PKR Youth leader posts last-minute RM300,000 bail
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KUALA LUMPUR, April 21 ― Ampang Parti Keadilan Rakyat (PKR) Youth head Datuk Adam Rosly Abdullah, who is charged with six counts of giving false statements and documents to the Malaysian Anti-Corruption Commission (MACC) today, was able to come up with the RM300,000 bail imposed by the Sessions Court and made the payment minutes before the registration counter at the Kuala Lumpur Court Complex closed.
The counter, which normally opens until 4.30 pm, only closed at 5.30 pm to enable Adam Rosly to make the payment, with his wife, Puteri Balqis Omar, as the bailor.
Prior to that, a few of his family members were seen making withdrawals at the Automated Teller Machines (ATM) to come up with the bail amount set by the court.
Adam Rosly, 30, a businessman, was released at 5.40 pm.
Earlier today, he pleaded not guilty to all the charges before Judge Allaudeen Ismail.
On the first and second count, Adam Rosly, 30, was charged with giving false statements to two MACC investigating officers pertaining to his alleged extraordinary wealth.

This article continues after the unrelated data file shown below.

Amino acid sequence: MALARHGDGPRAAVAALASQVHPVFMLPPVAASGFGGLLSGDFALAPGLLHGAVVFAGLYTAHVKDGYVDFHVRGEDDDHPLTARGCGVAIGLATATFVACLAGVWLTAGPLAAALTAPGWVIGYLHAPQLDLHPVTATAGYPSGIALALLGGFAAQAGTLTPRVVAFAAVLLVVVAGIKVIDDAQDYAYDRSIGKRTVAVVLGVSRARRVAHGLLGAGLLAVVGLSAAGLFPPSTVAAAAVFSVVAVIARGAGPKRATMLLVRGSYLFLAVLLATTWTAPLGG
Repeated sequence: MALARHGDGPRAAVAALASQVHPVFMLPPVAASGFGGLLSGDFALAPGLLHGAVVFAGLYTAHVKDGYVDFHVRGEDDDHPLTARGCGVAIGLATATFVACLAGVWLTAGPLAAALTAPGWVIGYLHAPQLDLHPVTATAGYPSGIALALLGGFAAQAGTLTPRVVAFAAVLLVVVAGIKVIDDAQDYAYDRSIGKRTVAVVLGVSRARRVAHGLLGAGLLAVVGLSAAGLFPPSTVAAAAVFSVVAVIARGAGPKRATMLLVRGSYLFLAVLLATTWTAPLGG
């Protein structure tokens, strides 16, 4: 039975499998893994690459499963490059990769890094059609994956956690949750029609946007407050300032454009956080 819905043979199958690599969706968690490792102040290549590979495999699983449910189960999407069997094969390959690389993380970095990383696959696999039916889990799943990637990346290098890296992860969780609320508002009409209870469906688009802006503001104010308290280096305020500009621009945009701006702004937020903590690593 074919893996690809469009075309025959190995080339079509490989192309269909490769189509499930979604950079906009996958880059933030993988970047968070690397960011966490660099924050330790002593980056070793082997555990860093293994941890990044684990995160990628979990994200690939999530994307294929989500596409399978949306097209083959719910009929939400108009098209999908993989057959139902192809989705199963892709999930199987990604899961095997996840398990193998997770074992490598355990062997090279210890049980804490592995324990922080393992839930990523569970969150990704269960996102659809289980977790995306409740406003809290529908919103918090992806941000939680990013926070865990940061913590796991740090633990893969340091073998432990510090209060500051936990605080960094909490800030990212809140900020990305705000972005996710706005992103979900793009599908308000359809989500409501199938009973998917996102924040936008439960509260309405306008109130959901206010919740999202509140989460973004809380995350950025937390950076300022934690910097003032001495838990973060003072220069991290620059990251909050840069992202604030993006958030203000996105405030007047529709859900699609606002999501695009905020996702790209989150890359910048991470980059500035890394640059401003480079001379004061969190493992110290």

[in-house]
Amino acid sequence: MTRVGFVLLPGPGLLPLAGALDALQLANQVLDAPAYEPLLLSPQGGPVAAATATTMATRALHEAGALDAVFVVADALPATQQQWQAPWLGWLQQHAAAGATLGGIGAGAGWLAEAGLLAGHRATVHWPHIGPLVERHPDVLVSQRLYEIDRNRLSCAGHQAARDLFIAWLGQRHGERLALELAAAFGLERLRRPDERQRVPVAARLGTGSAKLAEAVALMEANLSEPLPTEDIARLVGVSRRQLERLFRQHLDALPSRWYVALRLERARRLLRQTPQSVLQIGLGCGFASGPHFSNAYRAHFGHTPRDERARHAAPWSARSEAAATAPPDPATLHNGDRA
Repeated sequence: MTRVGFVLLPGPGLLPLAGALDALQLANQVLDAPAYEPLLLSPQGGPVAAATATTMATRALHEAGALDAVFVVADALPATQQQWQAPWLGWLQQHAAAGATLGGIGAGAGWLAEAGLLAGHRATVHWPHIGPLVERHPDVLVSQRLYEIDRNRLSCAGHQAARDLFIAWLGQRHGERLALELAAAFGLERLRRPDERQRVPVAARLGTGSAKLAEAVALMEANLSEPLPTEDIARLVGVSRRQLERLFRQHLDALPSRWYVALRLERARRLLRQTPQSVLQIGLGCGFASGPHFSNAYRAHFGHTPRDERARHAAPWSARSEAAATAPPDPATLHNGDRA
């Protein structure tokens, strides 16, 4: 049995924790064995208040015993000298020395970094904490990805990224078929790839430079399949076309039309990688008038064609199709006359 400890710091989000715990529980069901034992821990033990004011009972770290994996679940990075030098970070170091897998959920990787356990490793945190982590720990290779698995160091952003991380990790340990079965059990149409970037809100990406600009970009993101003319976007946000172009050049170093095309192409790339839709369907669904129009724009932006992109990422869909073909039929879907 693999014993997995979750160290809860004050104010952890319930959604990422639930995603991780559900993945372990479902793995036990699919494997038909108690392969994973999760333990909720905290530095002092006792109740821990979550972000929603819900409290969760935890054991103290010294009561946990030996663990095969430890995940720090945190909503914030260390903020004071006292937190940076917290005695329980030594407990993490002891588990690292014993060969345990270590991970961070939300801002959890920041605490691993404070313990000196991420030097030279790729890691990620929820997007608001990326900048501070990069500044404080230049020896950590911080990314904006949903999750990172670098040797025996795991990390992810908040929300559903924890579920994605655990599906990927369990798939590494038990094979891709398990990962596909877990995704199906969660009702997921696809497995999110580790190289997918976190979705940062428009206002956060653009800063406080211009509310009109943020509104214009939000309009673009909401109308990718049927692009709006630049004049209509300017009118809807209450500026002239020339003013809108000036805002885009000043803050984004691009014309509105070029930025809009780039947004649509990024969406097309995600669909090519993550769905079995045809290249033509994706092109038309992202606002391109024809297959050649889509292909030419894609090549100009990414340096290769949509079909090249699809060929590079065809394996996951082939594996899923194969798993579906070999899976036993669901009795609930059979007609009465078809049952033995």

Among others, they concerned his employment as a businessman and income, as well as on his purchase of luxury cars, a bungalow worth RM1.2 million in Kampung Melayu Ampang which he paid in cash, loans of RM200,000 from his mother-in-law and grandmother, and RM500,000 from “Ah Long” (loan shark).
For the third to the sixth count, he was charged with using false documents, comprising two agreements for loans from two individuals and two cash vouchers from his company, Gegas Mentari Holding Sdn Bhd, with intention to deceive the MACC officers.
All the offences were allegedly committed at the MACC headquarters at Block D6, Parcel D, Federal Government Administrative Centre, Putrajaya, between 9 am and 12.15 pm last Feb 10 and between 9 am and 2 pm last Feb 22.
The charges were made under Section 89 of the Anti-Money Laundering, Anti-Terrorism Financing and Proceeds of Unlawful Activities Act 2001, which provides a fine of up to RM3 million, or imprisonment for up to five years, or both, if found guilty.
The court set May 29 for mention. ― Bernama